The Malaysian Grand Prix was more explosive off track than on with Sebastian Vettel’s personal agenda testing Red Bull’s resolve and Mercedes’ team orders leaving their drivers ashamed and aghast.
But what are the long-term repercussions from last weekend?
Much has already been said about Vettel’s controversial decision to pass Mark Webber under team orders. There is no turning back the clock, though, so Red Bull boss Christian Horner now has a tricky problem.
Vettel, like many of the great champions before him, has a selfish and ruthless streak. In the cockpit it has played out time and again in his battles with team-mate Webber but this time, for the first time, he openly disregarded team orders.
It’s the equivalent of a football training ground bust-up, for which a player would be fined or even banned or sidelined in shame. But in F1, a team only has two guys to play with. And at Red Bull, it just so happens that the bad guy in question is clearly their favourite.
There is nothing the FIA can do, this is a team issue, and although former F1 driver John Watson has suggested Red Bull hand out a self-imposed one-race ban they are never going to jeopardise their chances by doing that.
Vettel has apologised, but in truth that means nothing. Given the same situation in future, it’s hard to see any other result than his racing instinct getting the better of him again.
Truth is, there is little Horner can do. He can’t ban or drop Vettel and he’d be a fool to boot out Webber for one of the Toro Rosso rookies just yet. So in truth what he does won’t make a difference.
Red Bull always had a challenge with this driver pairing, but this time it feels like Vettel has stepped over the line in Webber’s mind.
And how this all shakes out is entirely up to him.
The three-week lay-off gives the team time to smooth things out, but surely all the talking in the world won’t convince Webber that he can trust Vettel ever again. At Red Bull, team orders now mean nothing.
The question, then, is not whether Vettel will hold his head in shame and hand over the next win to Webber. No chance. It’s how will Webber react for the rest of the season and beyond.
Webber showed in the past that he can race close to Vettel’s level, and with the new tyres expected to play in his favour he clearly thought this season could be his chance to fight for a world title.
Before the season even began, though, he was criticised by Red Bull motorsport chief Helmut Markko, and now two races in he has been given a clear indication again of where he stands with the team.
Any long-time F1 fan will remember a similar critical moment in San Marino in 1989, when McLaren drivers Ayrton Senna and Alain Prost agreed a ‘non aggressive’ pact between them for the start of the race which Senna completely ignored. He went on to take the title. Prost left the team.
So the two questions are: 1) How will Webber react to team orders in future? And 2) Does he love F1 enough to stick it out?
The two answers were clear in the post-race press conference.
“We've gone through this many times ... and obviously now is a different situation for the future,” he said in response to how he would deal with team orders from now on.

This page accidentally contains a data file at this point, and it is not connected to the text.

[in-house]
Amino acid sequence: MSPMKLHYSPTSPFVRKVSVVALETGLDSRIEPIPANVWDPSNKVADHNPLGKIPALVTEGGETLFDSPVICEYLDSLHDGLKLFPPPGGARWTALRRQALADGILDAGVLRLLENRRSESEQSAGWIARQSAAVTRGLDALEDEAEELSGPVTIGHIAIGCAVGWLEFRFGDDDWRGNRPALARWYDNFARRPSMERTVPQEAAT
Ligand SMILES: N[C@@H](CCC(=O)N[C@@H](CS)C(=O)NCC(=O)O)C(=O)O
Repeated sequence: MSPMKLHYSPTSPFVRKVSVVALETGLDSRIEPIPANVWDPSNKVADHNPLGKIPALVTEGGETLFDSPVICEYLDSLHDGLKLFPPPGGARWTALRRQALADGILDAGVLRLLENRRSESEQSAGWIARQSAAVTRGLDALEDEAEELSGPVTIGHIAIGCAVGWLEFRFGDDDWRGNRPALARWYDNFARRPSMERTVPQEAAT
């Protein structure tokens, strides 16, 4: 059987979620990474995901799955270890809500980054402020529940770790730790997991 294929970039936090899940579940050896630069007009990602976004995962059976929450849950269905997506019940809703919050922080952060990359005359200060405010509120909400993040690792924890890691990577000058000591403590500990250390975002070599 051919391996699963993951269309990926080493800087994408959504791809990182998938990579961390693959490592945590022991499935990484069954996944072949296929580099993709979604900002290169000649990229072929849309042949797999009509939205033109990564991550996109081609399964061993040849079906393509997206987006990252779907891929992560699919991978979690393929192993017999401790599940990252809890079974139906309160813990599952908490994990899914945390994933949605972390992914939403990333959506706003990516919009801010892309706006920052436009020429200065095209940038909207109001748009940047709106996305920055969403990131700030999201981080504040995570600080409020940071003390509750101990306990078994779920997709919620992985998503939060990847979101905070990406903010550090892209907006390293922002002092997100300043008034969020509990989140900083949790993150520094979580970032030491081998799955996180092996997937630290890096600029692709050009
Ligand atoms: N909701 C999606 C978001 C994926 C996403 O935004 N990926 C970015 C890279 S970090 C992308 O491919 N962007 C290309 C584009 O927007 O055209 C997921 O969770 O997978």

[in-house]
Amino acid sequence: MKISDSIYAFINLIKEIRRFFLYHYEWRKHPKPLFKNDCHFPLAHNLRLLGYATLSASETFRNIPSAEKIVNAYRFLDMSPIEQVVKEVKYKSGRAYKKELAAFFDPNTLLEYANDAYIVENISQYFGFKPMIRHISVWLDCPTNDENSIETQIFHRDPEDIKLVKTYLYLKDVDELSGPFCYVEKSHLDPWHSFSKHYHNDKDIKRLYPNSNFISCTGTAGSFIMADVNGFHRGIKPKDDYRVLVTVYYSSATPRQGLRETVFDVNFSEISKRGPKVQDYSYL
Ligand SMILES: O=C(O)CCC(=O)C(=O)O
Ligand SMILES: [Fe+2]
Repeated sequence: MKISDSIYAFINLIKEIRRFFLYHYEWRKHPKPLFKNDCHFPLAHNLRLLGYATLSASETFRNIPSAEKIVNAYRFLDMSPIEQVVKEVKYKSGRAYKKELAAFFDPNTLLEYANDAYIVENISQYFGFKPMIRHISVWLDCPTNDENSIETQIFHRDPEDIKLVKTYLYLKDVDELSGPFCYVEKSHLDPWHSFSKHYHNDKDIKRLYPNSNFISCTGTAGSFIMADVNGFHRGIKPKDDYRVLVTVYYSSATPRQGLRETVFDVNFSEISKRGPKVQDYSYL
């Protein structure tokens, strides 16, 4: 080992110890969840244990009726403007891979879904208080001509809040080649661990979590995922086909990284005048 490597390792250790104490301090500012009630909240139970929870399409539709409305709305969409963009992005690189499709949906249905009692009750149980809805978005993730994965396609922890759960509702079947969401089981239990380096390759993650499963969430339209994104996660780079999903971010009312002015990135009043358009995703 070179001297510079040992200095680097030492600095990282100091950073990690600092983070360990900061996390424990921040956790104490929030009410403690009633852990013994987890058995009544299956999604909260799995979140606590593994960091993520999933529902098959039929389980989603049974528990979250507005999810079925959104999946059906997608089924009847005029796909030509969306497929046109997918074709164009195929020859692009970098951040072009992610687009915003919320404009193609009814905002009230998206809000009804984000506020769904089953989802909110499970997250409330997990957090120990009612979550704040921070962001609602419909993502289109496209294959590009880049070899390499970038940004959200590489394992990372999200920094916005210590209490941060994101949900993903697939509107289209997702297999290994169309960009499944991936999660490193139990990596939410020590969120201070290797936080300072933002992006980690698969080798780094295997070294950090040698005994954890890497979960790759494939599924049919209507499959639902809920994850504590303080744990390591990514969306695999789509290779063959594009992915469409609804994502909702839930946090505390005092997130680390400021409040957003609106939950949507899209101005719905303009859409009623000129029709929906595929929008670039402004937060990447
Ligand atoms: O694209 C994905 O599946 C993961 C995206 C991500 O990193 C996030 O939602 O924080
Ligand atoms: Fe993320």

And when asked does it “make you consider your future with the team, maybe even in Formula One?” He responded: “My mind, in the last 15 laps was thinking many things, yes. Many, many things.”
Webber has ridden rough times at Red Bull in the past, but he knows time is ticking on his title dreams.
If his head cools down while he’s pounding the surf in Australia, he could come back ready for a fair fight. But in truth he’s not going to get one. And you get the feeling this may have pushed the amiable Aussie just that little bit too far.
It’s not really in Webber’s nature to go rogue, to be the bad guy, but to become a champion perhaps that’s exactly what he needs to do.
Whichever way you look at it, the incident is not good for Red Bull – nor for Vettel, because you can be sure he won’t get any help from the other side of the garage in his title battle this year.
Over at Mercedes, it was a different play but a similar situation.
Lewis Hamilton and Nico Rosberg were told to hold station after the final pit stops – but while it was the sensible thing to do, it was completely unfair on Rosberg and he knew it.
These days, F1 is a game of chess and at that point of the race Rosberg had Hamilton checkmate. By racing more conservatively in the early laps, Rosberg had enough fuel and good enough tyres to race at a faster pace. Hamilton, by pushing harder through the race, had not.
For that reason, Rosberg was right to demand to be allowed past - but team boss Ross Brawn flatly turned him down.
If a team is playing the strategy game, they can easily switch the order of their cars without them racing. So to make them hold station when Rosberg had played a better strategy game was simply unfair.
Hamilton knew it, and he humbly said so. But if Rosberg had taken it into his own hands and passed when the pair were under orders to hold station, I wonder how Hamilton would have taken it...
In the post-race press conference, Hamilton was all apologetic and pondered: “Would I let him past in the future if I was in the same position? I probably would.”
But in truth, Hamilton is the same as Vettel. He’s not going to give away any points. Rosberg will never be repaid.
And the decision so early on to favour Hamilton over a clearly faster Rosberg may have been an indication exactly where Mercedes’ priorities lie in the long-term.
In both cases, it shows that honesty and integrity is not the best policy in F1 – as both Webber and Rosberg lost out. But it’s exactly that ruthless and selfish streak that separates the very best from the rest...
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